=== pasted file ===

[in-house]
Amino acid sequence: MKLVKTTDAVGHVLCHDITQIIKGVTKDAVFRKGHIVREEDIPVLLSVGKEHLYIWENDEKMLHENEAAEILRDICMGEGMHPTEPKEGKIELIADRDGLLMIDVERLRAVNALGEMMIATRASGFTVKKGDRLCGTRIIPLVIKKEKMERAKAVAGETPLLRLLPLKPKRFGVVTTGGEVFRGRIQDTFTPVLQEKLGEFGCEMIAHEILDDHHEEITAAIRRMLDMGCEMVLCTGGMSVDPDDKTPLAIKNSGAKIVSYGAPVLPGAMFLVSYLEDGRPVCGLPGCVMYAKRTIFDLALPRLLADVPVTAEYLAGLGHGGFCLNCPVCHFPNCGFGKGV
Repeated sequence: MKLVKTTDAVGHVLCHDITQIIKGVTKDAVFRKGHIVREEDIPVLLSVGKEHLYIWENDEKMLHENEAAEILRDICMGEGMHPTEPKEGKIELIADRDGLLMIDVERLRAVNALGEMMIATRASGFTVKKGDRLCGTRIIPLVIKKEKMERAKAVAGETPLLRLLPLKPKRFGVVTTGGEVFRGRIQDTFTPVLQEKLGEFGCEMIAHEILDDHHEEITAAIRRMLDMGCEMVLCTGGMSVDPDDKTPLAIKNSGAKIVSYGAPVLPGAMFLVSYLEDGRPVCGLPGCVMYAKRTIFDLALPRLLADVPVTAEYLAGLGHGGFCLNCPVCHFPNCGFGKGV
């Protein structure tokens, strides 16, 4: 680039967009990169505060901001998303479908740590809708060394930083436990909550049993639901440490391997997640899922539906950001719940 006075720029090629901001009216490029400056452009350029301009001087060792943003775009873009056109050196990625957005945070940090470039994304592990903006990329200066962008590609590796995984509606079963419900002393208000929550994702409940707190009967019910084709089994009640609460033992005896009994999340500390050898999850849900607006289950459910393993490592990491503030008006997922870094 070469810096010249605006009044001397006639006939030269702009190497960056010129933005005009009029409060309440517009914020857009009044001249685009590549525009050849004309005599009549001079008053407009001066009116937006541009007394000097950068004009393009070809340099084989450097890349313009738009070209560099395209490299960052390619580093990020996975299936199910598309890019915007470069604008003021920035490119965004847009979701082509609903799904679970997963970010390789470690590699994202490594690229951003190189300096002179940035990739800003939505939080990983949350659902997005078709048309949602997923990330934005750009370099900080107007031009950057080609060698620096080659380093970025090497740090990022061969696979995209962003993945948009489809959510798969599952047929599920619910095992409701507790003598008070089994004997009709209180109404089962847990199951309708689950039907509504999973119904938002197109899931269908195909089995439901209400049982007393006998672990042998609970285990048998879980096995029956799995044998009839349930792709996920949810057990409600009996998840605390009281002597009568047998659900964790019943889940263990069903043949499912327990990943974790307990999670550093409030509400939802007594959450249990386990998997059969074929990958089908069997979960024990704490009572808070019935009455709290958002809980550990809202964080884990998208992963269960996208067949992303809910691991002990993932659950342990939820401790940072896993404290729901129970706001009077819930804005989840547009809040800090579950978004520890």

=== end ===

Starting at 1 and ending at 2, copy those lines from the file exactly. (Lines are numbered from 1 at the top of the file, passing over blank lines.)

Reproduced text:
[in-house]
Amino acid sequence: MKLVKTTDAVGHVLCHDITQIIKGVTKDAVFRKGHIVREEDIPVLLSVGKEHLYIWENDEKMLHENEAAEILRDICMGEGMHPTEPKEGKIELIADRDGLLMIDVERLRAVNALGEMMIATRASGFTVKKGDRLCGTRIIPLVIKKEKMERAKAVAGETPLLRLLPLKPKRFGVVTTGGEVFRGRIQDTFTPVLQEKLGEFGCEMIAHEILDDHHEEITAAIRRMLDMGCEMVLCTGGMSVDPDDKTPLAIKNSGAKIVSYGAPVLPGAMFLVSYLEDGRPVCGLPGCVMYAKRTIFDLALPRLLADVPVTAEYLAGLGHGGFCLNCPVCHFPNCGFGKGV